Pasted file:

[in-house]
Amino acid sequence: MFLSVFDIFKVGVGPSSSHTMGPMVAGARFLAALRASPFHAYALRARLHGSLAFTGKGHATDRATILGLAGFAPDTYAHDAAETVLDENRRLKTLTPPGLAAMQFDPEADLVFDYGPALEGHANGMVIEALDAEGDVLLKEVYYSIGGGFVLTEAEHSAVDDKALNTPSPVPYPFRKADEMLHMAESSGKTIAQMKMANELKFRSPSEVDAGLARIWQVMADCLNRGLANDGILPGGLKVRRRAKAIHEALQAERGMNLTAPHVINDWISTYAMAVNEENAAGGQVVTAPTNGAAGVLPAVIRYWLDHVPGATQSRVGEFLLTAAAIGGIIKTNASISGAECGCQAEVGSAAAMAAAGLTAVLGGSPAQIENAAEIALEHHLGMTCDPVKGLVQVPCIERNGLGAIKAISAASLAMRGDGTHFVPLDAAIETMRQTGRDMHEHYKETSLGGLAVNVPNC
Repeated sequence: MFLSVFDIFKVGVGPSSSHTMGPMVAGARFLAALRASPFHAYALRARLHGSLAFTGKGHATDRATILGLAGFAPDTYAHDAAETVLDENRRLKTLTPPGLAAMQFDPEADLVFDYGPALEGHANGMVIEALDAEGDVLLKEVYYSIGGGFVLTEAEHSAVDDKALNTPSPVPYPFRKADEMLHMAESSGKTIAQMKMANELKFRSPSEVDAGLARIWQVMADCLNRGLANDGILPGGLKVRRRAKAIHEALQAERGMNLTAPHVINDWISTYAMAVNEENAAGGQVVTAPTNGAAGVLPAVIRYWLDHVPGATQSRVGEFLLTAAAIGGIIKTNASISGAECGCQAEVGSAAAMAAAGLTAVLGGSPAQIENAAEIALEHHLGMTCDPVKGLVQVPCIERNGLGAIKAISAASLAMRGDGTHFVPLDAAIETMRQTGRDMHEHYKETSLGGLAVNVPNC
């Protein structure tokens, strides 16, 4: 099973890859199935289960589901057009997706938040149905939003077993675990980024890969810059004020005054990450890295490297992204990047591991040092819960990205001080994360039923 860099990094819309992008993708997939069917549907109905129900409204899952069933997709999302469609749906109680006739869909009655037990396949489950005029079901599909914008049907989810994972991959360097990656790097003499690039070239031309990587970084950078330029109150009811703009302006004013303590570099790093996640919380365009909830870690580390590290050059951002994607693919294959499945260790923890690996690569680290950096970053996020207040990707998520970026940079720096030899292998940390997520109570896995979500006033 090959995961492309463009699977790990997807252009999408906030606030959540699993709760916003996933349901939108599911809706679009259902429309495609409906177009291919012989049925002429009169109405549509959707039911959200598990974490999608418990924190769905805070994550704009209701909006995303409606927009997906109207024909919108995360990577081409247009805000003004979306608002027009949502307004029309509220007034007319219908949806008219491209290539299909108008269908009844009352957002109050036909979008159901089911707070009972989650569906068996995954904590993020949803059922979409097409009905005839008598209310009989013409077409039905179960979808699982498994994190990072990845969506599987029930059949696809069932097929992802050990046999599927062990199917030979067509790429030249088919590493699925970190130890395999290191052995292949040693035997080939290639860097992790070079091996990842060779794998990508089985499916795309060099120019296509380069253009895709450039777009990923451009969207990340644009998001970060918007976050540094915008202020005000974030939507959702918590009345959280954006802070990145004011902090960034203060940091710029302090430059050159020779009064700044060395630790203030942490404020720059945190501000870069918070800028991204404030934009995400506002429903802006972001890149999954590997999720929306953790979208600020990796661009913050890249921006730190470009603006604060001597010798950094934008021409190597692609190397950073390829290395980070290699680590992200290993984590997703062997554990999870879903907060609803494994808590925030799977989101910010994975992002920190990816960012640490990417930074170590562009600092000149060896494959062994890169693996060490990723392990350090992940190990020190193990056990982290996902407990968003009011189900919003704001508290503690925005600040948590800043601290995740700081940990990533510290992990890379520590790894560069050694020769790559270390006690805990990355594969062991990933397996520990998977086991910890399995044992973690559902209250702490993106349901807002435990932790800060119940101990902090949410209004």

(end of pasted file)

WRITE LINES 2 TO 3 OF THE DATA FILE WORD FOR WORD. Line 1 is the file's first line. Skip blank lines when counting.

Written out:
Amino acid sequence: MFLSVFDIFKVGVGPSSSHTMGPMVAGARFLAALRASPFHAYALRARLHGSLAFTGKGHATDRATILGLAGFAPDTYAHDAAETVLDENRRLKTLTPPGLAAMQFDPEADLVFDYGPALEGHANGMVIEALDAEGDVLLKEVYYSIGGGFVLTEAEHSAVDDKALNTPSPVPYPFRKADEMLHMAESSGKTIAQMKMANELKFRSPSEVDAGLARIWQVMADCLNRGLANDGILPGGLKVRRRAKAIHEALQAERGMNLTAPHVINDWISTYAMAVNEENAAGGQVVTAPTNGAAGVLPAVIRYWLDHVPGATQSRVGEFLLTAAAIGGIIKTNASISGAECGCQAEVGSAAAMAAAGLTAVLGGSPAQIENAAEIALEHHLGMTCDPVKGLVQVPCIERNGLGAIKAISAASLAMRGDGTHFVPLDAAIETMRQTGRDMHEHYKETSLGGLAVNVPNC
Repeated sequence: MFLSVFDIFKVGVGPSSSHTMGPMVAGARFLAALRASPFHAYALRARLHGSLAFTGKGHATDRATILGLAGFAPDTYAHDAAETVLDENRRLKTLTPPGLAAMQFDPEADLVFDYGPALEGHANGMVIEALDAEGDVLLKEVYYSIGGGFVLTEAEHSAVDDKALNTPSPVPYPFRKADEMLHMAESSGKTIAQMKMANELKFRSPSEVDAGLARIWQVMADCLNRGLANDGILPGGLKVRRRAKAIHEALQAERGMNLTAPHVINDWISTYAMAVNEENAAGGQVVTAPTNGAAGVLPAVIRYWLDHVPGATQSRVGEFLLTAAAIGGIIKTNASISGAECGCQAEVGSAAAMAAAGLTAVLGGSPAQIENAAEIALEHHLGMTCDPVKGLVQVPCIERNGLGAIKAISAASLAMRGDGTHFVPLDAAIETMRQTGRDMHEHYKETSLGGLAVNVPNC